Atomistic Simulations of Geopolymer Models: The Impact of Disorder on Structure and Mechanics
F Lolli and H Manzano and JL Provis and MC Bignozzi and E Masoero, ACS APPLIED MATERIALS & INTERFACES, 10, 22809-22820 (2018).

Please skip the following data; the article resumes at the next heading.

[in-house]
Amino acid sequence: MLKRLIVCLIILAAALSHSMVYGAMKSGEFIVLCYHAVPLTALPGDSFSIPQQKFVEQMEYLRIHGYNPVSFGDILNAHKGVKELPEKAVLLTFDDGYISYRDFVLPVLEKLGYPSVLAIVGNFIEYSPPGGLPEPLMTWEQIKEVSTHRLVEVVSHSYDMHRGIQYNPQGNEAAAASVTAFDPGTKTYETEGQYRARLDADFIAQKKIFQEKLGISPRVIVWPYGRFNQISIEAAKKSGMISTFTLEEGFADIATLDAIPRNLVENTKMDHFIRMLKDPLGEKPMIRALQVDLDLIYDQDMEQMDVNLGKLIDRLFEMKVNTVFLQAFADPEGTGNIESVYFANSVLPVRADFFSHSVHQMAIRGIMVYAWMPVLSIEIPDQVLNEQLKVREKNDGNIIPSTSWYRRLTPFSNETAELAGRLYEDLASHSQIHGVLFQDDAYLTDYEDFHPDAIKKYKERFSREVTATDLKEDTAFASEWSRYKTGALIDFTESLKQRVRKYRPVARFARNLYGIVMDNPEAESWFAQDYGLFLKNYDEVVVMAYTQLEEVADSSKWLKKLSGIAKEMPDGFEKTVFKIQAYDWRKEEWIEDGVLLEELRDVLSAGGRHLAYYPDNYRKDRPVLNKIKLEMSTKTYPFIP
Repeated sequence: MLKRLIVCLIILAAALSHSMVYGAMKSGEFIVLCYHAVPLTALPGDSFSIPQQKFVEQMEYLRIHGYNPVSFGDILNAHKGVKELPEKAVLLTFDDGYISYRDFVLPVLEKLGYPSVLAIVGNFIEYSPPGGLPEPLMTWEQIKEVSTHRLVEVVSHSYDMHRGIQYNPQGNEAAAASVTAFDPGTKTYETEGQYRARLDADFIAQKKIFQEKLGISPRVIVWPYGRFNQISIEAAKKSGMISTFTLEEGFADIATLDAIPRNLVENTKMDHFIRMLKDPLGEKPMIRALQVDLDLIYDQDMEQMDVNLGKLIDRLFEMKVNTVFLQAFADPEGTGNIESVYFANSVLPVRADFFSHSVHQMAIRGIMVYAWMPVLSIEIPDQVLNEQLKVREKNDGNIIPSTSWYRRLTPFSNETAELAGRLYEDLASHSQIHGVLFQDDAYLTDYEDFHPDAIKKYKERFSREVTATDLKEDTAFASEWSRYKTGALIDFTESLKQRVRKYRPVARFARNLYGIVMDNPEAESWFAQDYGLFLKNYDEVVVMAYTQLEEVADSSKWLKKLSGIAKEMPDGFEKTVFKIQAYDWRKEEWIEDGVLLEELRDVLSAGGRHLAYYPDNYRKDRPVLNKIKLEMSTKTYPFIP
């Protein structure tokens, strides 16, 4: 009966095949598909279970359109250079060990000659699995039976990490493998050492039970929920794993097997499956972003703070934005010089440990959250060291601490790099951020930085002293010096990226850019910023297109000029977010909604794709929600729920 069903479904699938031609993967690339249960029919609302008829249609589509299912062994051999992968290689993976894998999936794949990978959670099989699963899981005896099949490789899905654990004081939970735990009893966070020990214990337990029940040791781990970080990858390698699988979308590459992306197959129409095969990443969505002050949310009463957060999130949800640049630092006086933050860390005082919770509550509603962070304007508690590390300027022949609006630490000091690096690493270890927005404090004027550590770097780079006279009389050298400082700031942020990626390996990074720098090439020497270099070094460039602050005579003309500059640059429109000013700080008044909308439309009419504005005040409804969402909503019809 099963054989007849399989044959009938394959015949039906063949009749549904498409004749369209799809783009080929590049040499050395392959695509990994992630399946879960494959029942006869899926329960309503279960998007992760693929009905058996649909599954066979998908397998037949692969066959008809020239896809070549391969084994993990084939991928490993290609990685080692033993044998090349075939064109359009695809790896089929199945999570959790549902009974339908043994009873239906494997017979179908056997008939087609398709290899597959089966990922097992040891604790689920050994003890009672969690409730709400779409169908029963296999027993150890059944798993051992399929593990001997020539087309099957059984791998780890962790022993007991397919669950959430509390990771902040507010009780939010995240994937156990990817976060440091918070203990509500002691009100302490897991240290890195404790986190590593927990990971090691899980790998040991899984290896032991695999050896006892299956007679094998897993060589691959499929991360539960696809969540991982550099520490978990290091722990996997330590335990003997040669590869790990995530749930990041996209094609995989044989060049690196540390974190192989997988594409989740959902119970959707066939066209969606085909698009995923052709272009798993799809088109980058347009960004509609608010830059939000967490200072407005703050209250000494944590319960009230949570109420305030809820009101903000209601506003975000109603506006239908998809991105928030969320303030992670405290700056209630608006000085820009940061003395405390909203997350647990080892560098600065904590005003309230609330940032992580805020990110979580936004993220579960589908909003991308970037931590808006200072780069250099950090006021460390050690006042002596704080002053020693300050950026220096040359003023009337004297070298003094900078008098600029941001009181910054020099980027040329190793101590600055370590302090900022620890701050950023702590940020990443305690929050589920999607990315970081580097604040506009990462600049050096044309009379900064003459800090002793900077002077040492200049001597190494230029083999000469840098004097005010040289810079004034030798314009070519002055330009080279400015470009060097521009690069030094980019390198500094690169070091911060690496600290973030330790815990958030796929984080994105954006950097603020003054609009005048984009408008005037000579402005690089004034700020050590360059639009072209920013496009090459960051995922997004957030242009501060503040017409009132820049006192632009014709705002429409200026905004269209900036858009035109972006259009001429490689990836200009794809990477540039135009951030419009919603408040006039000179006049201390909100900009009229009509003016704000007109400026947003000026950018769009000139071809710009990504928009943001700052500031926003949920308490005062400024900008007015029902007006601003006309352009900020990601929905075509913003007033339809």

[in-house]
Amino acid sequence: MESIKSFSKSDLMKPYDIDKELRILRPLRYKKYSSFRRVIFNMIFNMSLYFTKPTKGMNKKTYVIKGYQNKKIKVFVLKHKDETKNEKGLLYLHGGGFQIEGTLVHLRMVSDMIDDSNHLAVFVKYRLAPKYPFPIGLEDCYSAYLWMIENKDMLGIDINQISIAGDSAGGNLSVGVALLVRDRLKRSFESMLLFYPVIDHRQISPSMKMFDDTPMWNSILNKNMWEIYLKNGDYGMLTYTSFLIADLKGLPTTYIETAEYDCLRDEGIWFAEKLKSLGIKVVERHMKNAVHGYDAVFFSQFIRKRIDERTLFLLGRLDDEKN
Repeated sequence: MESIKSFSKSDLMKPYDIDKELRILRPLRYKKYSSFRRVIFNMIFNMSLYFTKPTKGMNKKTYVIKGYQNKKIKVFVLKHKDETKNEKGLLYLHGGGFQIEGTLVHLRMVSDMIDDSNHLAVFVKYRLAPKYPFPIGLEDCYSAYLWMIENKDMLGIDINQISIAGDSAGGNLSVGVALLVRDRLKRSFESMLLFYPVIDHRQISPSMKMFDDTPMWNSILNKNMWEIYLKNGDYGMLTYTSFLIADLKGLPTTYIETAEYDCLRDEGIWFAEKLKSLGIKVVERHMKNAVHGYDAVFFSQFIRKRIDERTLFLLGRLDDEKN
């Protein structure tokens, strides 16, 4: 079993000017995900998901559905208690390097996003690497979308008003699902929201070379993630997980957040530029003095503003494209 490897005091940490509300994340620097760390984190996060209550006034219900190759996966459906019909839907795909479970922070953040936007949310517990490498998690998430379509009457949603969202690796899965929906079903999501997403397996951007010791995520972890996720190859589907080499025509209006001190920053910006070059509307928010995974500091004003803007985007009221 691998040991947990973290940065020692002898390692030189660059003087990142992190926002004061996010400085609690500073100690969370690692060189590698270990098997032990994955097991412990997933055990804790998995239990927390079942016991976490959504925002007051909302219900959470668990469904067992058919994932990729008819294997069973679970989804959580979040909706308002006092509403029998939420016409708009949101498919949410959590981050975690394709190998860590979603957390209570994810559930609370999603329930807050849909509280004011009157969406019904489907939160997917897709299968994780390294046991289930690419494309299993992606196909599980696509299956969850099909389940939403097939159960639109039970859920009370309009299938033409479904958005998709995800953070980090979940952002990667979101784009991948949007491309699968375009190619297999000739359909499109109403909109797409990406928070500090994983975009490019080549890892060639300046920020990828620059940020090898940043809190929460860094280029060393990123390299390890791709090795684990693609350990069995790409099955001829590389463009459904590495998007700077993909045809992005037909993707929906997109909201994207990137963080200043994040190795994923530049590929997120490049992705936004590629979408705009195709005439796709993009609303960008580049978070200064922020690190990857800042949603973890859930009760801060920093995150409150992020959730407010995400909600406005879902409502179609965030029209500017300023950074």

Geopolymers are hydrated aluminosilicates with excellent binding properties. Geopolymers appeal to the construction sector as a more sustainable alternative to traditional cements, but their exploitation is limited by a poor understanding of the linkage between chemical composition and macroscopic properties. Molecular simulations can help clarify this linkage, but existing models based on amorphous or crystalline aluminosilicate structures provide only a partial explanation of experimental data on the nanoscale. This paper presents a new model for the molecular structure of geopolymers, in particular for nanoscale interfacial zones between crystalline and amorphous nanodomains, which are crucial for the overall mechanical properties of the material. For a range of Si-Al molar ratios and water contents, the proposed structures are analyzed in terms of skeletal density, ring structure, pore structure, bond-angle distribution, bond length distribution, X-ray diffraction, X-ray pair distribution function, elastic moduli, and large-strain mechanics. Results are compared with experimental data and with other simulation results for amorphous and crystalline molecular models, showing that the newly proposed structures better capture important structural features with an impact on mechanical properties. This offers a new starting point for the multiscale modeling of geopolymers.
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